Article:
ACCA members’ tips on working and studying remotely

Measures to prevent the spread of the coronavirus mean many of us are spending a lot of time at home, but it doesn’t necessarily mean that normal life has stopped. Modern technology means businesses and schools have been able to adapt and continue to conduct operations.

Neil Johnson

ACCA members all over the world are having to get used to this ‘new normal’ and find strategies to remain productive at home. As people who’ve already been through the ACCA exams, we thought they’d be perfect to ask for some tips on how to manage time, work and studies in isolation.

Syed Saad Sami ACCA, Sami Accountants, UK

From my personal experience while studying ACCA the place and arrangements where I studied made a lot of difference. It’s always better to have a table and a comfortable chair.

You should have all your supplies, such as highlighters, a calculator, sticky notes, ready at your desk so there’s no time wasted in finding them. You should also take breaks to absorb and digest the information you’re taking in during each study session.

Helen Needham ACCA, Gibson Booth Limited Chartered Accountants and Business Advisers, UK

One thing that’s helping me is trying to stick to my ‘normal’ work routine as best I can. That means actually getting dressed into work clothes, having breaks at the time I would usually have them etc.

I also try not to get bogged down with emails. I check and reply first thing in the morning, close them until after lunch, then close them again until the end of my work day. This helps me to focus more on my main tasks through the day with fewer distractions.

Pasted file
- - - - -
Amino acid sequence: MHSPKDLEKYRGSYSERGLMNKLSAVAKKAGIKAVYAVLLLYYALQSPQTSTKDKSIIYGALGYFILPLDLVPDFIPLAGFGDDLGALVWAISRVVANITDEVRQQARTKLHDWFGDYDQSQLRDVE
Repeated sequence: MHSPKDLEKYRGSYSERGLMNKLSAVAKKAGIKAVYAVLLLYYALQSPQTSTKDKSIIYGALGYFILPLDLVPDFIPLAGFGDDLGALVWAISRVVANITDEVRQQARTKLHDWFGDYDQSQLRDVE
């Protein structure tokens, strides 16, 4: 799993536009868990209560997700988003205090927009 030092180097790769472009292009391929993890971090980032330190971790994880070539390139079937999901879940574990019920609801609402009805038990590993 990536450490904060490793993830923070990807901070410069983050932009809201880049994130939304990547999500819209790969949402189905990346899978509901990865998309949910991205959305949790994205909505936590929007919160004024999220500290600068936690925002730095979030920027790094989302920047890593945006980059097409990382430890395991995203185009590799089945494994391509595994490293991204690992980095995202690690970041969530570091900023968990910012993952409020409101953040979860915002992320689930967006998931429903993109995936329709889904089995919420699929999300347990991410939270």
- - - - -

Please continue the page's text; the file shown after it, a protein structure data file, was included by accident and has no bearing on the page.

Make a to-do list at the start of each day with the highest priority items at the top. Give yourself a ‘reward’ each time you finish a priority task, for example, ‘now I can have a cuppa!’ and so on. It’s a good way to stay motivated.

Try not to blur the lines between work and study. Once your work day has ended, give yourself a good break – have some dinner or go for a walk – before sitting back down to study. It may even help to study in a different room/area to where you’ve been working for a change of scenery.

Ana Ben Tsrooya ACCA, KPMG, Israel

  1. Have a to-do list with tasks for the day.
  2. Try to build a clear schedule from the beginning to the end of the business day and stick to it.
  3. As working from home saves on travel hours, think of how to use this time properly, for example, online courses, training, informative videos etc.

Shahzad Jawaid ACCA, Nestlé, Switzerland

  1. A properly setup study area.
  2. A distraction free and focused mindset.
  3. Prioritisation of tasks and targets.
  4. Short breaks to recharge energy.
  5. Virtual catch ups and group calls with teachers.
  6. Short daily walks.
  7. A mentally and physically beneficial diet plan.

Bukkie Adewuyi FCCA, Accounting & Tax Professionals, CPA Firm, Canada

One key thing is to understand the value of time. You need to structure your day – allocate time for study and work… and stick to it. It does not have to be for many hours. If you consistently use certain designated hours for study and work, they will be productive.

Brighton Mubaiwa ACCA, Zimbabwe Revenue Authority, Zimbabwe

One of my tutors said: ‘You have to be well read to pass and working from home gives you more time to read’. He also used to say: ‘It is not only about passing, but understanding the concepts.’

So when you’re at home, give yourself more time to ask the questions – What? Why? How? and When? These questions will prepare you well for the exam and the world after exams. Take pride in studying at home and stand out.